Richard Bernstein, the fund manager, author, and former Merrill Lynch strategist, was on CNBC Friday morning talking up small-cap US bank stocks as an investment idea nicely leveraged to the US recovery without the exposure to the overseas credit bubbles that haven’t popped yet.
I have great admiration for Bernstein, who called the dot-com bubble and the 2008 crash, and generally tends to keep his head when others have lost theirs.
Great, what a happy coincidence, I think. I was just going to write about a small-cap bank this morning. I covered Bernstein’s small-cap bullishness back in December, and with the Russell 2000 small-cap index up 12% year-to-date (vs. 8% for the S&P 500), that call looks terrific at this point.
So the smaller bank stocks I wrote about must be killing it, right? Well, Eagle Bancorp (NASDAQ:EGBN) was up 8% since January 9, through Thursday. First Niagara Financial Group (NASDAQ:FNFG), a midcap pick, was up 10% over the same span.
Eight percent in five weeks is better than a poke with a stick. But killing it? Hardly, Bank of America (NYSE:BAC) was up 29% over the same span. Now that’s killing it.
Perhaps Bank of America’s book had been discounted too severely before the recent run. Because it clearly remains a worse bank than most of its smaller rivals. It’s an overstretched empire assembled by an empire-builder who hasn’t been in charge for years. It’s overseen these days by a seat-warmer who sees nothing wrong with multimillion-dollar golden parachutes for unwanted executives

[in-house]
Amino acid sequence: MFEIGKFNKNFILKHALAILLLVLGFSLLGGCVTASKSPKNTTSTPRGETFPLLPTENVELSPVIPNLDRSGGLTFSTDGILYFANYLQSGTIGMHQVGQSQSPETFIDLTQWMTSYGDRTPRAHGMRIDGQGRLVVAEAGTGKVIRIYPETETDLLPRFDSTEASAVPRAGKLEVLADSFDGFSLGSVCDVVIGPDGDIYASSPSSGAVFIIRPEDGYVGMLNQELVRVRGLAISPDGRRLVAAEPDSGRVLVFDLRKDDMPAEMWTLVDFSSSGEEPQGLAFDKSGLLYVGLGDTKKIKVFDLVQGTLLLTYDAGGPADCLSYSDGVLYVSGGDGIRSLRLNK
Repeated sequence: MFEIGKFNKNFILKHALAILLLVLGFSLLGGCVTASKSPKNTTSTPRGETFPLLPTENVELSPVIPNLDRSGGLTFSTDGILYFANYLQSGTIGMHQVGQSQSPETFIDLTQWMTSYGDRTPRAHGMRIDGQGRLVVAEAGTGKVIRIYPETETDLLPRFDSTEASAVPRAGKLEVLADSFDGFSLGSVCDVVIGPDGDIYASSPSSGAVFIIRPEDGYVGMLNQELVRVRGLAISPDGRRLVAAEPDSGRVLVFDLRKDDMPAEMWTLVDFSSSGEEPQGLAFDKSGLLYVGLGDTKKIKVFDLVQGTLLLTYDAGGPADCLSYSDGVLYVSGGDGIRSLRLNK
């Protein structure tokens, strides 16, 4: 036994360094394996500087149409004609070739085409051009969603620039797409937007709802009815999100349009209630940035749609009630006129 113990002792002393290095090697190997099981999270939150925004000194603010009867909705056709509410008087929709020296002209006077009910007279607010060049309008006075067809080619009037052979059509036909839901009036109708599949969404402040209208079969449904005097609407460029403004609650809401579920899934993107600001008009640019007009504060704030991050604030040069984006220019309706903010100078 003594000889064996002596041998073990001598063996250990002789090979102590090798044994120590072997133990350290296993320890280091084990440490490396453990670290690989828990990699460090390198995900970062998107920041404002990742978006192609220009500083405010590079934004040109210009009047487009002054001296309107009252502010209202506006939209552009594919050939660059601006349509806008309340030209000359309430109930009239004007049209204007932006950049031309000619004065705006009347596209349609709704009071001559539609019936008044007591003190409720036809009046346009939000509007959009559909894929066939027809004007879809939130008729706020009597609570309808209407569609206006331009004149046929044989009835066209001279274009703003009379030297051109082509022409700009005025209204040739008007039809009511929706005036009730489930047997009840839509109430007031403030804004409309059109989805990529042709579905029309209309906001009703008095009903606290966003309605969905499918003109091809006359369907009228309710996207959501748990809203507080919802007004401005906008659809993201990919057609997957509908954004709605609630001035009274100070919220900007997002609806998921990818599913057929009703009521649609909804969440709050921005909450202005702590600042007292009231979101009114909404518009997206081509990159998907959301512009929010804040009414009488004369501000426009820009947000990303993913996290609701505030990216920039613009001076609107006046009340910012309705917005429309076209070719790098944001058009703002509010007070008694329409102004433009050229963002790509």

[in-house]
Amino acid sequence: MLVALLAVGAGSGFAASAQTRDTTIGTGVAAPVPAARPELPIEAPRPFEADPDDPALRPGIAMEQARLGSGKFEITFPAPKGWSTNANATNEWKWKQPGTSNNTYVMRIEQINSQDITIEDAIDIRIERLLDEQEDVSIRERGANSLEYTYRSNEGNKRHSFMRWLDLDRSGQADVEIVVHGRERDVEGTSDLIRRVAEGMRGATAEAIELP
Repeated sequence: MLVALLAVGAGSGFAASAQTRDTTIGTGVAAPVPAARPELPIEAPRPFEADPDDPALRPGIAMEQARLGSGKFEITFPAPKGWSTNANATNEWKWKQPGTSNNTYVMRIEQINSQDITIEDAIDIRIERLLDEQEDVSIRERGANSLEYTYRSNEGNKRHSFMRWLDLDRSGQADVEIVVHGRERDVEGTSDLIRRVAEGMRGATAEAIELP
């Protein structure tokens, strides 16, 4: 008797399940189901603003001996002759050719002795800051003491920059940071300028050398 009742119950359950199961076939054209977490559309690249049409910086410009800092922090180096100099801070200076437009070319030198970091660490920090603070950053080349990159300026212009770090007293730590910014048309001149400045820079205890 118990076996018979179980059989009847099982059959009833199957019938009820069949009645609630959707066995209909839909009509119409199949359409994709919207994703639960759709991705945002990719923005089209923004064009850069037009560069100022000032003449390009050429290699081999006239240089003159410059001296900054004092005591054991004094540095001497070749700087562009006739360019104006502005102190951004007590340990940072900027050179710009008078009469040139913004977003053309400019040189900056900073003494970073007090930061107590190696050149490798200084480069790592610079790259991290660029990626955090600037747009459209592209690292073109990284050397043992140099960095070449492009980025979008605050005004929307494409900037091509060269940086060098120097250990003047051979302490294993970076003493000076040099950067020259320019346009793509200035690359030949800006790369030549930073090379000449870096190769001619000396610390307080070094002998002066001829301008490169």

The quickly reversed $5 monthly service charge for debit cards, instituted fleetingly at the height of the Occupy Wall Street protests, tells you everything you need to know about the bank’s skill at public relations and customer service.
For my money, a small-cap financial like Boston Private Financial Holdings (BPFH) is a much better bet. It’s a private banker, wealth manager, and investment advisor to affluent clients in the Boston area, with affiliates in San Francisco, Los Angeles, and Seattle.
Income from fees was up 12% last year, and amounted to 70% of the bank’s net interest income. The name came up in the course of reporting about my hometown bank, my source mentioning BPFH as a strong play on income from feesâ€"which are going to become increasingly important for banks as low interest rates pressure their interest margins.
More generally, Boston Private is positioned in the right geographic areas, and the right demographic, to cater to the winners of the information age. It has endured a painful restructuring, and is now aiming to grow.
As it happens, the stock has just broken out of a bullish formation according to chessNwine of iBankCoin, a technical analyst worth following.
So there are tactical as well as fundamental reasons to get long the stock. The next stage of the rally should be all about names like BPFH outperforming winning lottery tickets like BAC.